OSHA issued the new recordkeeping rule on December 16, 2016 in response to an adverse decision by the U.S. Court of Appeals for the D.C. Circuit.  AKM LLC d/b/a/ Volks Constructors v. Secretary of Labor, 675 F.3d 752 (D.C. Cir. 2012). In Volks, the court unanimously held that recordkeeping violations are subject to OSHA’s standard six month statute of limitation. OSHA disagreed and argued recordkeeping violations should be subject to a five year statute of limitations inasmuch as employers are required to maintain injury logs for five years. However, instead of appealing the decision in Volk, OSHA changed the rule to make recordkeeping violations subject to a 5 year statute of limitations.

Employers were rightfully concerned about OSHA’s new rule given OSHA’s focus on recordkeeping violations and the inherent difficulty in addressing the context of an entry on an injury log up to five years old. With recordkeeping being such an important requirement that employers must get right, it at least appears that with the new law employers will be relieved from overreaching exposure to penalties for OSHA recordkeeping violations.

INJUNCTION AGAINST OSHA DENIED: OSHA TO BEGIN ENFORCING ITS POST-ACCIDENT DRUG TESTING AND SAFETY INCENTIVE RULES TOMORROW (DECEMBER 1, 2016)

Contributed by Jonathon Hoag, November 30, 2016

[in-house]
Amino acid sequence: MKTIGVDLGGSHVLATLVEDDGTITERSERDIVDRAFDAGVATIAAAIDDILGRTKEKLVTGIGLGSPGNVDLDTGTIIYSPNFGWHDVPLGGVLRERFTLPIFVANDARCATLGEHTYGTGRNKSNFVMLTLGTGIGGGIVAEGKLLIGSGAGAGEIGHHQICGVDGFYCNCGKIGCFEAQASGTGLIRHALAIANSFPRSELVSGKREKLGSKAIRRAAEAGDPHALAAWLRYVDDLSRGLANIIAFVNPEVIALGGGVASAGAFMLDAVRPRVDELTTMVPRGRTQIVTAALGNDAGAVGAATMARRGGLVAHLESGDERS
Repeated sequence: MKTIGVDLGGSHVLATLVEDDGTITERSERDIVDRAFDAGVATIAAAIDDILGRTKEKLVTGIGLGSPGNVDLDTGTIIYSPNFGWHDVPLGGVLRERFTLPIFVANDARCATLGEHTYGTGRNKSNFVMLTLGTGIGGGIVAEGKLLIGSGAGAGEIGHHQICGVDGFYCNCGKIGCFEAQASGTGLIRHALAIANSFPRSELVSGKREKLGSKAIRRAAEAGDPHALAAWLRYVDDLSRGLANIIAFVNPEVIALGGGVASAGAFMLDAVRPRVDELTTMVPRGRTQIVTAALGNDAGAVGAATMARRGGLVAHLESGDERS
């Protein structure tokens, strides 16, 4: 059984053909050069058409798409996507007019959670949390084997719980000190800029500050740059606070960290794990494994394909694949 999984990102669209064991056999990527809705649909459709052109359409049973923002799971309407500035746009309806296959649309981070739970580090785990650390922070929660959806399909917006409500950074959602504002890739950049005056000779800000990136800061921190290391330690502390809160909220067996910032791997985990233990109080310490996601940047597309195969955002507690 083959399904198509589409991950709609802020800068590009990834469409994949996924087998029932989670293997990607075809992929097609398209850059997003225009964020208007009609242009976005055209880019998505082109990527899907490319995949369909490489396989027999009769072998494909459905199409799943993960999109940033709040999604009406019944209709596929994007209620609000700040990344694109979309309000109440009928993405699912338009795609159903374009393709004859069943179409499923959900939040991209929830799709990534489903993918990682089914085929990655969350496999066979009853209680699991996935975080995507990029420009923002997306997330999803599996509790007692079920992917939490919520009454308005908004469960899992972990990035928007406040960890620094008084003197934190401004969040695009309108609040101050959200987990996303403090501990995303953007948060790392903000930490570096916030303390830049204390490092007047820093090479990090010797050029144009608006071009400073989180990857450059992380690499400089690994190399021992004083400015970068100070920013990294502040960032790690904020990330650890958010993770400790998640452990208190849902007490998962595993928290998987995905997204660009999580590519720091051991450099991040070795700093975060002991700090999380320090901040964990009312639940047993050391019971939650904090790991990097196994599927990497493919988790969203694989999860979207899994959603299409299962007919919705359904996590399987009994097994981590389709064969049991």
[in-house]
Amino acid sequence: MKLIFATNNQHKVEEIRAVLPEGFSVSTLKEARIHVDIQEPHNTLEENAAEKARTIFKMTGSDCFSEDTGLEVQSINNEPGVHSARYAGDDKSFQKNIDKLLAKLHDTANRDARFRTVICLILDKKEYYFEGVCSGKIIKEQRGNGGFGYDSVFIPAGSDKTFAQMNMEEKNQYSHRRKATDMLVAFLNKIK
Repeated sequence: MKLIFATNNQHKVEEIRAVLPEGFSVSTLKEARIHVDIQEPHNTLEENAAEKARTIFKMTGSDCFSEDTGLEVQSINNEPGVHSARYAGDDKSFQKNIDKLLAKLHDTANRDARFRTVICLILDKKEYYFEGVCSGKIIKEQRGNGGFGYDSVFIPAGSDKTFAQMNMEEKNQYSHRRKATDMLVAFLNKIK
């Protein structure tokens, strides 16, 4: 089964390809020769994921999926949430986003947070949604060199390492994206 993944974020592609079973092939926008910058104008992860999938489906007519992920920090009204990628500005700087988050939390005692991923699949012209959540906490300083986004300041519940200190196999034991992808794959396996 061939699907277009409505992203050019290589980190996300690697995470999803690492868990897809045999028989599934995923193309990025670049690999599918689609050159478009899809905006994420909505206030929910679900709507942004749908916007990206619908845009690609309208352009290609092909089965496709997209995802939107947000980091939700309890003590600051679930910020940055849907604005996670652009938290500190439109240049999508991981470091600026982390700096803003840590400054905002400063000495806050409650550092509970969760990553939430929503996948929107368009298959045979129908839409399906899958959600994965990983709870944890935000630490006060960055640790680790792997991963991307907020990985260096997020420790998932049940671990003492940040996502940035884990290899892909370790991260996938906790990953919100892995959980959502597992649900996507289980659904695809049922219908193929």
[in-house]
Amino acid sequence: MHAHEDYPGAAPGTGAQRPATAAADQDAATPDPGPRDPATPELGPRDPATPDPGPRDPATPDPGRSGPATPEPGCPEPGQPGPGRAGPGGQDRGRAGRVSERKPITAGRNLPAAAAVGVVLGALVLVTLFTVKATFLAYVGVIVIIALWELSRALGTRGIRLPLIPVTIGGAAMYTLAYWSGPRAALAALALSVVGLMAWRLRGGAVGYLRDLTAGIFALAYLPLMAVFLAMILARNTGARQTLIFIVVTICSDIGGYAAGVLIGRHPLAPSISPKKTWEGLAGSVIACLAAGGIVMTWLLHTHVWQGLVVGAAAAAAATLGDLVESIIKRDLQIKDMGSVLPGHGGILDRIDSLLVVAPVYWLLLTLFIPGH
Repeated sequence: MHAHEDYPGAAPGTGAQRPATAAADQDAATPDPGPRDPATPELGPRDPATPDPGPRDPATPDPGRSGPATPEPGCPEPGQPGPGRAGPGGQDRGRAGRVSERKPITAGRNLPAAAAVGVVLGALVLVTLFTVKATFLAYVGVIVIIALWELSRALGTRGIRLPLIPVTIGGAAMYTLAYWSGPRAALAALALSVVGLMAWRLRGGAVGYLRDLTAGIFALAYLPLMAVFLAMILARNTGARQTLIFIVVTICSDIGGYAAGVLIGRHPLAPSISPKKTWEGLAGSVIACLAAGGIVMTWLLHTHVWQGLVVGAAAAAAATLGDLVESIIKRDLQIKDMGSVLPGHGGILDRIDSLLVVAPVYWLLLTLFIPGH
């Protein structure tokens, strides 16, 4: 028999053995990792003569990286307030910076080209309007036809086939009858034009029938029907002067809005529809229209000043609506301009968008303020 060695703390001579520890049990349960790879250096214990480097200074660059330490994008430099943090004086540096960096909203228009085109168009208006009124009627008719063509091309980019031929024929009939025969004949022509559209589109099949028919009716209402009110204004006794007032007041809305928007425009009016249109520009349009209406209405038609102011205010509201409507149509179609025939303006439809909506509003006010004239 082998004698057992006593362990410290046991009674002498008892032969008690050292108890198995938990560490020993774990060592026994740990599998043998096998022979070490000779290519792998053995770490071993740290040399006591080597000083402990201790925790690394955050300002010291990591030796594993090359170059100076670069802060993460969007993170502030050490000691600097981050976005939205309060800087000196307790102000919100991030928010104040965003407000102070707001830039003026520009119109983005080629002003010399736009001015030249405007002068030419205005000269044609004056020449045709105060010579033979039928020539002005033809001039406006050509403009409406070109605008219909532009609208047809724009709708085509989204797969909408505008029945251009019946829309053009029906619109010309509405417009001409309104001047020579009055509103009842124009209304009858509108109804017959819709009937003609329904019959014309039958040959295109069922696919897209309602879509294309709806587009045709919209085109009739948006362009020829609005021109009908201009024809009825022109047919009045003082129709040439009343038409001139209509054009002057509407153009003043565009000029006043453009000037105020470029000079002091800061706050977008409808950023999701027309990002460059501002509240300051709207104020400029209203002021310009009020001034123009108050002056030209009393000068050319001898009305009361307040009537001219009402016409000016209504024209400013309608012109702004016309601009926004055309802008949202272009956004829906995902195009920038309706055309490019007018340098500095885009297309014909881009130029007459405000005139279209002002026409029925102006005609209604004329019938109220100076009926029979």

63527433 - december 1. calendar on white background. 3d illustration.OSHA previously delayed enforcement of its controversial post-accident drug testing and safety incentive rules until December 1, 2016. OSHA agreed to the delay at the request of a federal Judge who was considering a lawsuit requesting injunctive relief to prevent the new rules from going into effect. This week, the Judge issued a decision denying the request for injunctive relief. In light of the decision, OSHA announced it intends to begin enforcement of the new rules on December 1, 2016.

As a reminder, this injunction was filed because during the rulemaking process, OSHA indicated that blanket post-accident drug testing programs or safety incentive programs that discourage reporting of injuries may constitute a violation and subject employers to penalties. Industry groups filed suit asserting that OSHA overstepped its authority and did not follow correct rulemaking procedures. The industry groups sought a nation-wide injunction, which would have relieved all employers from the new rules.

Importantly, in the ruling denying the request for an injunction, the Judge determined that post-accident drug testing and safety incentive programs are not prevented under OSHA’s new rules; OSHA is merely placing limitations on practices that might discourage the reporting of accidents. Employers should ensure that policies and practices concerning drug testing and safety incentives have been reviewed and updated in light of OSHA’s new rules.

ACA Whistleblower Complaint Procedures

Contributed by Kelly Haab-Tallitsch, November 3, 2016